My vision for technology in a school district begins with a supportive administration which recognizes the necessity of developing a collaborative leadership team which is proactive as opposed to reactive to the increasing needs of widespread integration of technology on all levels. It is absolutely critical to the success of any district wide technology initiative that all components of leadership are aligned and on the same page with each other. In my experience districts which have any major component of their integration strategy with technology (curriculum development, professional development, integration, leadership) operating in isolation only assists in corrupting the culture of learning and motivation of those involved.
In the current environment of addressing the needs of technology in k-12 schools, it is critical that districts have large-scale plans for a robust network infrastructure to support 1:1 learning initiatives. This need is two fold in that districts which acquire this robust infrastructure can support more personalized learning initiatives (1:1) and integrate on a wide scale the use of mobile device and laptop pilots (Chromebooks, laptops, net book) for all students but these initiatives also attract the most valuable educational technology leadership who possess the leadership skills and technology knowledge base to lead these initiatives. These leaders desire to work in districts which are progressive and have substantial initiatives for 1:1 learning and curriculum with high level engagement with technology. These leaders are essential to communication and team approaches for true district wide technology integration success.
The alignment of district leadership must communicate directly with a Director/Coordinator whose supervision of instructional technologists informs the decision making of district leadership. A clear avenue of communication from the Director/Coordinator assists in communicating the state of how teachers and staff and students are using technology. This assists in the support of purchasing and evaluating new technologies for the district and also aligning district instructional practices in collaboration with technology.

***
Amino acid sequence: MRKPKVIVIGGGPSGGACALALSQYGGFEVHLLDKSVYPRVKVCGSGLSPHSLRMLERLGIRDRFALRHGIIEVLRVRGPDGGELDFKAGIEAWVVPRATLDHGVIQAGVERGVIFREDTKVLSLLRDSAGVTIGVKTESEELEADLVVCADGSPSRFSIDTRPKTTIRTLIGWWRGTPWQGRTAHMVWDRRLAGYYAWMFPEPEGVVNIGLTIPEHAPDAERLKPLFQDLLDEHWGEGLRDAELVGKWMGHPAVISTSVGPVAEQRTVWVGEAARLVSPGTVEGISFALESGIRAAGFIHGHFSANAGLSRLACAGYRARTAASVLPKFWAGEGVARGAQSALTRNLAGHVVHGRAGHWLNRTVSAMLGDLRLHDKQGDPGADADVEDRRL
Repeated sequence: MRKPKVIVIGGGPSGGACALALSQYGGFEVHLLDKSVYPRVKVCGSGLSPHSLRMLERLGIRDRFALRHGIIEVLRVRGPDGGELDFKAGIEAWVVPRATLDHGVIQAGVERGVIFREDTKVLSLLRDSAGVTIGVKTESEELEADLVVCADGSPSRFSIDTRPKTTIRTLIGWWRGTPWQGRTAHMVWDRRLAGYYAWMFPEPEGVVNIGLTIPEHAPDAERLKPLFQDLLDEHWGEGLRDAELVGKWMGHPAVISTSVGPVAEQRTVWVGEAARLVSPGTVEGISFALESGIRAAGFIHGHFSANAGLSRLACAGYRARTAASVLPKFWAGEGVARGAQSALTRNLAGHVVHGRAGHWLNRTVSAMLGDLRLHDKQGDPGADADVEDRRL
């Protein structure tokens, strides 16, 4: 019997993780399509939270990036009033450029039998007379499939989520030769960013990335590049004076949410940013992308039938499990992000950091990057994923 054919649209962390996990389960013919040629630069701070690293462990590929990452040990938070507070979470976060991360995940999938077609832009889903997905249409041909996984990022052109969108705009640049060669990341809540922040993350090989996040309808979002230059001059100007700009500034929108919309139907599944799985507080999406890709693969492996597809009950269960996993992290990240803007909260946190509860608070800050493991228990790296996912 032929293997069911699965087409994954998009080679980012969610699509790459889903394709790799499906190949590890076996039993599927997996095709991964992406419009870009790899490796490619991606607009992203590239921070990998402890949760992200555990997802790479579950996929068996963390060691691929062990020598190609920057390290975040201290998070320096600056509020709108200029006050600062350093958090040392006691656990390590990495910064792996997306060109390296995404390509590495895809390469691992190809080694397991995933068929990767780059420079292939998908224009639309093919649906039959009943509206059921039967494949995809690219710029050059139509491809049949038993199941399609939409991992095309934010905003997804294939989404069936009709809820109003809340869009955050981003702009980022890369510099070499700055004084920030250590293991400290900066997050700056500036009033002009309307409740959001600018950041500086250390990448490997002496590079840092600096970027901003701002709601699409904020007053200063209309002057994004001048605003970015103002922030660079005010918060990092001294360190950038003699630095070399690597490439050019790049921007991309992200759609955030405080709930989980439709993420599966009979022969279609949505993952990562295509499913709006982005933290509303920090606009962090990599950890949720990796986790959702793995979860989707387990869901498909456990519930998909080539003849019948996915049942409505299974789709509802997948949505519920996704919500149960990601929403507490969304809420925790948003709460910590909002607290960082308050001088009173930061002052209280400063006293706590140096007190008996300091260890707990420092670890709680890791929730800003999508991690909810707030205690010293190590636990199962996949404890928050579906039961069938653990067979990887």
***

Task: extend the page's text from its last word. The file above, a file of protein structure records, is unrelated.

Instructional Technologist and classroom teachers are on the front lines of integrating technology with a variety of software, tools (cameras, scanners, interactive boards) and curriculum approaches. Teachers and Instructional Technologists need a point of contact in the field in which to address needs, problems and concerns as they work. Issues with software (Web 2.0 tools, multimedia), network, hardware and best practices should be directed towards an administrator who is fully knowledgeable in the area of technology and can directly respond in a professional, timely way. Addressing the needs of technology integration as they happen can help prevent the frustration that accompanies the lack of support. Support for early adopters of technology in a district plants the seeds for the next major initiative and supports personnel who may become a valuable professional development resource.
Instructional Technologist also needs a supportive professional leader who they can confide and work with to improve their practice. A culture of understanding and evaluating best practices, current technology tools and software should be supported by the leadership of a Director/Coordinator. The staff should be supported for attending professional development such as technology conferences such as MassCUE, Boston Tech Forum and encouraged to provide progressive professional development which reflects their experiences integrating in the classroom. The perception of Instructional technologists should be that they facilitate teacher integration and technology best practices and not be used as a stop gap for the lack of teacher motivation to integrate technology properly in their classroom.
Creating and nurturing a technology driven culture in education is not an easy task. Embracing the needs of early adopters of technology and providing progressive and relevant professional development whilst supporting the needs of existing users presents a wide range of challenges. A productive, beneficial relationship between the managers of the network and those using it to instruct is an absolute necessity for success in the process. Developing goals and initiatives as a district which are initially exciting but cannot be supported by the network only adds to the frustration of those who want to see a deeper integration of technology into classrooms. With proper alignment in district leadership and network management and a real desire to promote learning with technology, exciting initiatives can be completed and improved upon.